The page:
Adolescence is a time when the brain and body go through many major changes, as they do not develop fully until the mid-20s. Studies show that the areas of the brain that control decision-making, judgment, impulse control, planning, memory, and motor coordination develop during adolescence. The regular use of alcohol and other drugs can interfere with this process and can lead to irreparable, life-long brain damage and intellectual impairment. Frequent drinking can also cause damage to the body’s major organs and drastically increase the risk of alcohol abuse and addiction.
Breathing and Heart Irregularities
Alcohol is a central nervous system depressant. If used in small amounts on an irregular basis, the effects of alcohol are generally mild. As alcohol works to depress brain activity more and more with each drink, certain areas of the brain are affected, which leads to a decline in functioning. Part of the brain stem referred to as the medulla oblongata controls basic functions, including cardiac and respiratory system regulation. When the medulla oblongata is depressed due to excessive alcohol consumption, an individual’s heart rate and blood pressure can drop to dangerous levels and breathing declines.
- Understanding Alcohol’s Impact on Your Health
- Examples of Alcohol’s Effect on Organ Function
- Alcohol May Raise Risk of Irregular Heart Rhythm
- Underage Drinking’s Real Dangers
- Alcohol and Heart Disease
Brain, Heart, and Liver Damage
Drinking too much can take a serious toll on your health and well-being. Alcohol can interfere with brain communication pathways, affecting the way the brain works and looks. These disruptions in brain activity can make it difficult to think clearly and move smoothly, as coordination is impaired. Drinking frequently over an extended period of time can also affect the heart. Cardiomyopathy (stretching of the heart muscle), stroke, arrhythmias (irregular heart beat), and high blood pressure are all serious risks. Heavy drinking can also wreak havoc on the liver, causing inflammation and other problems. Individuals who drink frequently are at risk for steatosis (fatty liver), fibrosis, alcoholic hepatitis, and cirrhosis.
- Alcohol-Related Brain Impairment
- Drinking Alcohol Damages Teenagers’ Brains
- Alcohol and Heart Disease
- Drinking and Your Health
- Alcohol and Your Liver
Poor Logic and Reasoning Skills
Alcohol can have almost immediate effects on the brain and body, and it doesn’t take much to feel these effects. Drinking only one to two alcoholic beverages can cause impaired memory, blurred vision, and slowed reaction time. It takes only two to four drinks to reach the legal limit for blood alcohol content. When the blood alcohol level reaches 0.06 percent, reaction time, judgment, logic, and reasoning skills become impaired. When blood alcohol levels reach 0.09 percent, hearing, vision, and balance are all greatly affected. Alcohol can also alter emotions, making it more difficult to concentrate and stay in control of your environment.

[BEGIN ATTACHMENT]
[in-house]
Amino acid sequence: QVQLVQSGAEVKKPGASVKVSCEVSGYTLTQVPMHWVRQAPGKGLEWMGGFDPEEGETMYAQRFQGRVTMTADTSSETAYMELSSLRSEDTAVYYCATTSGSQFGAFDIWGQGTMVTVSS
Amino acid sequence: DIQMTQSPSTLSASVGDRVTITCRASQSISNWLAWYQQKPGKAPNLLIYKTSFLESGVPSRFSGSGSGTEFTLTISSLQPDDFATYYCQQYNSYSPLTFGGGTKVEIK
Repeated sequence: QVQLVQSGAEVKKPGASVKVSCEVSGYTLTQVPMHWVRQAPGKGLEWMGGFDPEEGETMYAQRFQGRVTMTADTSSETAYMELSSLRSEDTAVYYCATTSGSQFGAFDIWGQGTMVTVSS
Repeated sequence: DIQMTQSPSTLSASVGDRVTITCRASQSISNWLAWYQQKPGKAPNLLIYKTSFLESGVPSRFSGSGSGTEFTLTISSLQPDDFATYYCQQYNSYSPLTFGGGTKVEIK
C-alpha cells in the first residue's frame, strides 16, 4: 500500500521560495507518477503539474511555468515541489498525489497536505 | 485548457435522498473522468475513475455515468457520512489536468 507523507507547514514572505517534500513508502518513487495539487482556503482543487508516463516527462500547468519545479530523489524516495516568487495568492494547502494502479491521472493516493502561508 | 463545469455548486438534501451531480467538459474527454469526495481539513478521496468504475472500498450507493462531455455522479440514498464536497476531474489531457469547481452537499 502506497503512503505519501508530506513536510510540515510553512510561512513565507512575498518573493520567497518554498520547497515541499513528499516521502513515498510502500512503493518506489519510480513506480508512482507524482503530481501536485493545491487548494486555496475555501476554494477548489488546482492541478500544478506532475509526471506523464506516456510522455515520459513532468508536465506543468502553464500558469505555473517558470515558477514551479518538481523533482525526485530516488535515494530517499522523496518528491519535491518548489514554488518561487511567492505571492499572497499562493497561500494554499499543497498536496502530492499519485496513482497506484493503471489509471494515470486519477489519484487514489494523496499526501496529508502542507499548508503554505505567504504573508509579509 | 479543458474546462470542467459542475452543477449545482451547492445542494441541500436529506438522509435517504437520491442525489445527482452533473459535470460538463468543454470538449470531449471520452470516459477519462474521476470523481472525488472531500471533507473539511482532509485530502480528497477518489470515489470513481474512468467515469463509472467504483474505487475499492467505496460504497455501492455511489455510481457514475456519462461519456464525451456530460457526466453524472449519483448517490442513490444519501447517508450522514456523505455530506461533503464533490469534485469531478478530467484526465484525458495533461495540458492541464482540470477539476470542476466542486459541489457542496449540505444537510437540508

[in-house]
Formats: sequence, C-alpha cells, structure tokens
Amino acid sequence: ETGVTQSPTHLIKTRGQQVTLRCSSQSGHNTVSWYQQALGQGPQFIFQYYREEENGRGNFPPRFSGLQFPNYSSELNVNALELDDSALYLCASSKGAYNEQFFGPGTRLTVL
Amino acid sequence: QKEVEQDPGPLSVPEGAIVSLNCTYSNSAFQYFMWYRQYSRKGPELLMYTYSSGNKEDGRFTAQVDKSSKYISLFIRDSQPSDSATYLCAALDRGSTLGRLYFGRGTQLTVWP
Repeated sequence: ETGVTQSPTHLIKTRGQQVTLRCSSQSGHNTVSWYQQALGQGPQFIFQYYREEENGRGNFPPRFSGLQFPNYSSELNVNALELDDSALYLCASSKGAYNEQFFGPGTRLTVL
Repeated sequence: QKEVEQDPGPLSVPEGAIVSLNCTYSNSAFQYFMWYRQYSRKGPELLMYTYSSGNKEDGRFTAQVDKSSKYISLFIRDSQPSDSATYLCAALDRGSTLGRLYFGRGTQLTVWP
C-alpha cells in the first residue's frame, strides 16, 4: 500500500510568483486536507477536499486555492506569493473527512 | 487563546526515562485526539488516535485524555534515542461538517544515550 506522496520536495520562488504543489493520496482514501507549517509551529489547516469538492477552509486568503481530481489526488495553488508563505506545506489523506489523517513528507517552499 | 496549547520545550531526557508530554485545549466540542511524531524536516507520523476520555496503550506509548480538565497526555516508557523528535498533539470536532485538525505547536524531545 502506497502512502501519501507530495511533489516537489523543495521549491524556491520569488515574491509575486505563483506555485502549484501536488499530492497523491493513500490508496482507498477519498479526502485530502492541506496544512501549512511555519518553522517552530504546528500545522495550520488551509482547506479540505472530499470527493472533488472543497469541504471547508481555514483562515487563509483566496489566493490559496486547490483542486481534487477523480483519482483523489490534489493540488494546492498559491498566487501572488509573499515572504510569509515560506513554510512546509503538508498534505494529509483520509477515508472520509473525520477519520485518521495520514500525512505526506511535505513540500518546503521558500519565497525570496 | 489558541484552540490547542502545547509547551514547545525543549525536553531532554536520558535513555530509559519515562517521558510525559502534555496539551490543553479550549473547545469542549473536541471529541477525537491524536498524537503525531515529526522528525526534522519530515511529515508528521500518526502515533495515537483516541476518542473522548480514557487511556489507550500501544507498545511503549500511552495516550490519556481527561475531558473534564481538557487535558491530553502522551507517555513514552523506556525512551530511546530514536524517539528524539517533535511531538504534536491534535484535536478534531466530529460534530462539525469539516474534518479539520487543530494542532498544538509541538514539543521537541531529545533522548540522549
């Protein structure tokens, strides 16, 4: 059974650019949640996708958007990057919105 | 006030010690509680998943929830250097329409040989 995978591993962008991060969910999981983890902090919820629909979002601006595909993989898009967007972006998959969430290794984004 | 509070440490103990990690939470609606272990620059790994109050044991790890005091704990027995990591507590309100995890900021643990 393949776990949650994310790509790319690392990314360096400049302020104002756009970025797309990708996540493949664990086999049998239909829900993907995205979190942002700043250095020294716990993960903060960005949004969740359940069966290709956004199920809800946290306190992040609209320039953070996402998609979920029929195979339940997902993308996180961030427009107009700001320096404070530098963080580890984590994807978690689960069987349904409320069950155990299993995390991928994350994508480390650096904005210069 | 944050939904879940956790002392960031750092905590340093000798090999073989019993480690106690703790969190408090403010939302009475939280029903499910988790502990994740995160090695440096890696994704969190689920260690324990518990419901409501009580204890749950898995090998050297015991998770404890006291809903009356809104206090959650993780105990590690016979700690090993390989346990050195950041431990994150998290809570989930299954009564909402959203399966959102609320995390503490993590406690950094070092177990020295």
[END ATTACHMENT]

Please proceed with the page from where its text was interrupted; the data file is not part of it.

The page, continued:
- The Teen Brain and Developing Body
- Think Underage Drinking Doesn’t Affect a Teen’s Brain? Think Again [PDF]
- Alcohol and the Developing Brain
- Teen Drinking May Cause Irreversible Brain Damage
Altered or Exaggerated Mood
Alcohol can quickly alter and exaggerate moods, making an individual feel sad, depressed, angry, excited, happy, or a combination of intense emotions. Alcohol can also be used to express, mask or avoid feelings. The effects of alcohol on mood are often unpredictable. An individual can be in a particular mood one moment, and after a few drinks, their mood can completely change. Alcohol affects the neurons in the brain and the way that these neurons respond to chemicals in the brain, often resulting in a change of mood and behavior. The mood that you were in before you started drinking can also have an impact on your mood and behavior while drinking.
Increased Risk of Alcohol Addiction
In a social situation, it’s not always easy to see when you’ve crossed the line from moderate drinking to a drinking problem. Alcohol abuse and addiction can gradually build if the signs and symptoms are not promptly recognized. Alcohol addiction is caused by various factors, including genetics, your emotional health, and your social environment. Individuals who suffer from mental health conditions, such as depression, anxiety, or bipolar disorder, are at a higher risk of alcohol abuse. It’s important to understand that if drinking is causing problems in your life, you may have a drinking problem.
- Alcohol Use and Health
- Signs and Symptoms
- Untreated Addiction and Risky Use
- Health Consequences of Excess Drinking